NLRB General Counsel Issues Guidance Memorandum on ‘Quickie Election’ Rule
On Monday, April 6, NLRB General Counsel Richard F. Griffin, Jr. issued a guidance memorandum on modifications to the representation case procedures that will take effect on April 14 under the controversial so-called “quickie election” final rule. The memo, which comes only days after President Obama deflected a move to block the rule’s implementation, outlines how new representation cases will be processed from petition filing through certification.
Controversial rule. The final rule, issued on December 15, 2014, revises earlier representation case procedures in an effort to streamline and modernize union election procedures and remove unnecessary delay, according to the Board. However, the rule update was sharply criticized by opponents who say it unfairly favors unions and disadvantages employers by, among other things, shortening the amount of time it takes to get to election day. Those who favor the changes made by the rule say that it finally levels the playing field for employees who want to get to an up-down vote and removes avenues used by employers for unnecessary delay.
Congressional resolution shot down. Just last Tuesday, the president exercised his pocket veto authority to strike down a joint resolution of Congress to prevent the NLRB from implementing the rule under a provision of the Congressional Review Act.
“Workers need a strong voice in the workplace and the economy to protect and grow our Nation’s middle class,” President Obama wrote in his Memorandum of Disapproval. “Unions have played a vital role in giving workers that voice, allowing workers to organize together for higher wages, better working conditions, and the benefits and protections that most workers take for granted today. Workers deserve a level playing field that lets them freely choose to make their voices heard, and this requires fair and streamlined procedures for determining whether to have unions as their bargaining representative. Because this resolution seeks to undermine a streamlined democratic process that allows American workers to freely choose to make their voices heard, I cannot support it.”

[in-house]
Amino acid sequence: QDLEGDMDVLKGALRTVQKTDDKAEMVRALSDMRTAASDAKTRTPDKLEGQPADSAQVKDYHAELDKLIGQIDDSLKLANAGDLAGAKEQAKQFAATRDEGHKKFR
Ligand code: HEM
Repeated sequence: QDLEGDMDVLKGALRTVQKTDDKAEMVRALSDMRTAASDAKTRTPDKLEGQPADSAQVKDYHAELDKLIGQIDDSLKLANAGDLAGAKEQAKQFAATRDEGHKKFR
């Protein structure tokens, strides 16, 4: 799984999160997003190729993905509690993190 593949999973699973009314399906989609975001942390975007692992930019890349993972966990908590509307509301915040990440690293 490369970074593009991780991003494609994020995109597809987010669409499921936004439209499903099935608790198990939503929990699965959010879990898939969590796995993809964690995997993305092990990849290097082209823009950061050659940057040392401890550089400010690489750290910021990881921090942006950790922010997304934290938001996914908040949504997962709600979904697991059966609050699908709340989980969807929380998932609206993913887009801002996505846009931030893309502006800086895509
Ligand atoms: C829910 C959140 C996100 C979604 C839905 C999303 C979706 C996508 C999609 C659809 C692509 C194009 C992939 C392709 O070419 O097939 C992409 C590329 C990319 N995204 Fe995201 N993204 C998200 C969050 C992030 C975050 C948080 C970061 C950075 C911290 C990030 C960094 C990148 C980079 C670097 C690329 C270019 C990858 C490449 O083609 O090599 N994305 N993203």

Battle not over. Republicans immediately criticized the president’s action and promised continued opposition to the rule. “President Obama has decided to stand with his powerful friends in Big Labor, rather than America’s workers and job creators,” said Rep. John Kline (R-Minn.), chairman of the House Education and the Workforce Committee. “With his veto, the president has endorsed an ambush election rule that will stifle employer free speech, cripple worker free choice, and jeopardize the privacy of working families. This fight isn’t over. Congress will continue to oppose this radical assault on workers and employers, and we will continue to demand a fair union election process.”
What does the final rule do? According to the Board, the final rule:
- Provides for electronic filing and transmission of election petitions and other documents;
- Ensures that employees, employers and unions receive timely information they need to understand and participate in the representation case process;
- Eliminates or reduces unnecessary litigation, duplication, and delay;
- Adopts best practices and uniform procedures across regions;